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Holder: DOJ 'work will go on in Ferguson and surrounding municipalities'

Attorney General Eric Holder Wednesday attempted to reconcile the contrasting outcomes of two separate Justice Department investigations stemming from the shooting death of Michael Brown -- one that cleared then-Ferguson police officer Darren Wilson in Brown's death, the other that called Ferguson's police and court system racially biased.

The first, an 87-page report on the shooting itself, concluded that the facts did not support the filing of charges against Officer Darren Wilson.  “Michael Brown’s death, though a tragedy, did not involve prosecutable conduct on the part of Officer Wilson,” said Holder.

The report’s conclusion, he said, “represented the sound, considered and independent judgment” of expert, career prosecutors. And as if to erase any doubt on the part of those who might believe otherwise, Holder said that he had personally been briefed on multiple occasions about the findings. 

“I concur with the investigative team’s judgment and the determination about our inability to meet required federal standards.” 

From the day Holder first announced the investigation, he had said that the bar to bring federal civil rights charges against Wilson was very high.

The facts that supported the outcome, said Holder, had been compiled in a “fair and rigorous” investigation that included the canvassing of more than 300 residences and interviews with eye-witnesses and others who claimed to have relevant information. 

He said he knew “that these findings may not be consistent with some people’s expectations.” He added: “All those who have closely followed this case and were engaged in the important national dialogue that it has inspired, I urge you, I urge you to read this report in full.” 

Holder noted that the promise he made during his visit to Ferguson after Brown’s death, was not that the investigators would arrive at any particular outcome, but that they would pursue the facts, wherever they led. 

Holder then explained how the second investigation, the one that looked at the pattern or practice of civil rights violations on the part of the city police department and municipal court system, had found a possible explanation for how such a strong alternative version of events -- one not supported by the facts in key ways -- was able to take hold so swiftly and be accepted so readily.

Holder said the “searing” report showed Ferguson to be a community “deeply polarized,” where “deep distrust and hostility often characterized interactions between police and area residents; a community where local authorities consistently approached law enforcement, not as a means for protecting public safety, but as a way to generate revenue; a community where both policing and municipal court practices were found to be disproportionately harmful to African American residents.”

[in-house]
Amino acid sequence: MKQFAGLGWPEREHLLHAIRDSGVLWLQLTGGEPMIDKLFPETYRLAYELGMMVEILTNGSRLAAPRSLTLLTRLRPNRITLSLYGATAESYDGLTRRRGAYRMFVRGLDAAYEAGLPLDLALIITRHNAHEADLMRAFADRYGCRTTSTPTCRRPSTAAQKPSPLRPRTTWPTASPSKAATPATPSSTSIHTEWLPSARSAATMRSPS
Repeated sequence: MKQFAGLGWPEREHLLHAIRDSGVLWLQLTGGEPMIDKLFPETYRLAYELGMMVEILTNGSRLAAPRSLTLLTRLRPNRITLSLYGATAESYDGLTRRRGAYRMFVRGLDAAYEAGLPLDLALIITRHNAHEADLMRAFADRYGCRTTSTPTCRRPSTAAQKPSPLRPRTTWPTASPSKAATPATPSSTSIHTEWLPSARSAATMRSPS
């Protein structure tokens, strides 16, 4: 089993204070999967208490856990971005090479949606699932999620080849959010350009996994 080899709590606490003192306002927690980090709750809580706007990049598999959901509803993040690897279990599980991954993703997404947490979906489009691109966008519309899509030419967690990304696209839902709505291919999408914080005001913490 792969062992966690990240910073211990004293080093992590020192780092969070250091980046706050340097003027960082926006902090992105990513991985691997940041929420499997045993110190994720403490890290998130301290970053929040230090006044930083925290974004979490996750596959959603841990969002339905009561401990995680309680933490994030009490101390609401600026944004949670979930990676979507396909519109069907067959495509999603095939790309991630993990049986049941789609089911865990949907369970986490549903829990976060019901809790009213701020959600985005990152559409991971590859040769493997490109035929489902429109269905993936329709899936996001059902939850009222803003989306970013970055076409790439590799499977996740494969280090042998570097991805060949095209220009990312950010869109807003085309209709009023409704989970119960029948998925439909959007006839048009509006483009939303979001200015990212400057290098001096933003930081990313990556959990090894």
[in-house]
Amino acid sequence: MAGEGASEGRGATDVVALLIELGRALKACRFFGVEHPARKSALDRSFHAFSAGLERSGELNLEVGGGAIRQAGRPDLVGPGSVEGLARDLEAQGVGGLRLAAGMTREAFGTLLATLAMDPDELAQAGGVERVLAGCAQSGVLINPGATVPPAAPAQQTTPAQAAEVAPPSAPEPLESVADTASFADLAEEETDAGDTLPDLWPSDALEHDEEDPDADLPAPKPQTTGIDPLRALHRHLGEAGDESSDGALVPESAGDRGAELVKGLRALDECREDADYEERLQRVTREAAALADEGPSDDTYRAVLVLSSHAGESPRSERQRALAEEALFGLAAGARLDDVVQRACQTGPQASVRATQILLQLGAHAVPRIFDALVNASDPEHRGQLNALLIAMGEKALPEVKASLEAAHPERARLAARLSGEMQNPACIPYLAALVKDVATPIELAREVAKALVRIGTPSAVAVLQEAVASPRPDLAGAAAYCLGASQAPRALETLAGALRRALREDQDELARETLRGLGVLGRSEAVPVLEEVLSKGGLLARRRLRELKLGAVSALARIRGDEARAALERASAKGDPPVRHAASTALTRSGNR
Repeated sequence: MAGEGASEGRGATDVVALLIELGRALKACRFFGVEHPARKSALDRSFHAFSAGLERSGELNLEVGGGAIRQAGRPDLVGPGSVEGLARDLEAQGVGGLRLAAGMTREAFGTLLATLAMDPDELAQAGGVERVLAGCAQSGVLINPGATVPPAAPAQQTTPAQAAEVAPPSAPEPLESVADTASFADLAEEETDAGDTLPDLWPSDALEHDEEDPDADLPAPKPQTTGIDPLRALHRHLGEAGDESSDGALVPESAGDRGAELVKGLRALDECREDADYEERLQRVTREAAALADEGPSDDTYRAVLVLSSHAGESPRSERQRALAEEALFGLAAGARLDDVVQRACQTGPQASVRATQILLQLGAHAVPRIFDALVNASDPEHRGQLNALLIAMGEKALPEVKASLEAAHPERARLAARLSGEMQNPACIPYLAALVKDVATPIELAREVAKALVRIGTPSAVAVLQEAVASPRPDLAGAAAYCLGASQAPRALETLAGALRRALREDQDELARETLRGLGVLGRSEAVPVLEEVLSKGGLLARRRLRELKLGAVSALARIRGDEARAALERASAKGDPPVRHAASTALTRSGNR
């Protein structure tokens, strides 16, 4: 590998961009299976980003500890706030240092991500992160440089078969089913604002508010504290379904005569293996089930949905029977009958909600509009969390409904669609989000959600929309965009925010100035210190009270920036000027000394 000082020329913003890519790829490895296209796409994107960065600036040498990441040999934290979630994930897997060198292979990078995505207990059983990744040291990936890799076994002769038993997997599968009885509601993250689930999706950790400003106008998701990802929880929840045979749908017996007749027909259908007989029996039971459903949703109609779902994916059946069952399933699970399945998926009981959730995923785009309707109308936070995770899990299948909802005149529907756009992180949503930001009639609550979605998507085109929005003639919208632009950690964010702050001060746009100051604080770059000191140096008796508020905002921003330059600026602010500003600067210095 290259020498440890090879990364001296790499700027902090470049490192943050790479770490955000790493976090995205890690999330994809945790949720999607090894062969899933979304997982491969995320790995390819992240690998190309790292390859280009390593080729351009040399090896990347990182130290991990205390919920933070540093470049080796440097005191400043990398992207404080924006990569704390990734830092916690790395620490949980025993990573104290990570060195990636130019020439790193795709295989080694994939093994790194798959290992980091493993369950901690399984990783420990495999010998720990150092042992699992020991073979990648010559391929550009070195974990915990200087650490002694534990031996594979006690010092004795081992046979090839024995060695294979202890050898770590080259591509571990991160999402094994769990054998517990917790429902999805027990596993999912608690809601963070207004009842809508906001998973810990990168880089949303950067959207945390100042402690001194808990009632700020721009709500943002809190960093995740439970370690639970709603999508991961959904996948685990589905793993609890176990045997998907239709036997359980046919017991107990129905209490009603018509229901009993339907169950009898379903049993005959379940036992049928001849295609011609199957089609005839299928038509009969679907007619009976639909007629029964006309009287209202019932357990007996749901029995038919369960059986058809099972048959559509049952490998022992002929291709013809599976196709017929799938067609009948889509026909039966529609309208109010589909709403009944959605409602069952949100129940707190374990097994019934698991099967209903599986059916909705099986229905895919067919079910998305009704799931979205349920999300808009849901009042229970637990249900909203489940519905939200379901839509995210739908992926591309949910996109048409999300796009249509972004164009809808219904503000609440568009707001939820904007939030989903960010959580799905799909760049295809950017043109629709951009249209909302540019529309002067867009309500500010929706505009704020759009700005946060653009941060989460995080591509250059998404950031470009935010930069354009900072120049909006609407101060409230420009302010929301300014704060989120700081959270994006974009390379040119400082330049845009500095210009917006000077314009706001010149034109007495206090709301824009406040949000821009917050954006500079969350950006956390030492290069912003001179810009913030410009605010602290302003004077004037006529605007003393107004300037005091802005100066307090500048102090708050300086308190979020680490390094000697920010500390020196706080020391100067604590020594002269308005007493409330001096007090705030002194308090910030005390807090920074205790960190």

He said that harm appeared to stem, at least in part, from racial bias, “both implicit and explicit” and that the combination of all of these conditions, unlawful practices and constitutional violations not only severely undermined the public trust, eroded police legitimacy and made local residents less safe, “but created an intensely charged atmosphere where people feel under assault and under siege by those who are charged to serve and to protect them.”

Holder added, that viewed in this context, amid what he called a “highly toxic environment, defined mistrust and resentment,” and years of bad feelings spurred by illegal and misguided practices, “it’s not difficult to see how a single tragic incident set the city of Ferguson off like a powder keg,” said Holder.

“Members of the community may not have been responding only to a single, isolated confrontation, but also to a pervasive, corrosive and deeply unfortunate lack of trust,” said Holder.

Holder then gave examples of where law enforcement officials had engaged in first amendment abuses, sometimes arresting individuals for talking back to officers and recording the public activities of police.  He said police violated residents’ Fourth Amendment rights against unreasonable searches and seizures and engaged in a dangerous use of force.  All he said were “severely disproportionately” used against African Americans and driven by what he called an overriding pressure from the city to use law enforcement as a tool for raising revenue. 

Holder described a system where the city relied on the police force to serve as a collection agency for the municipal court system, starting with fines and fine enforcement, rather than functioning as an entity to maintain and promote public safety.

He said officers sometimes competed to see who could generate the highest number of multiple charges from a single traffic stop, with three or four charges for a single stop being considered fairly routine.  He said that in at least one instance an officer charged an individual with 14 violations from one stop.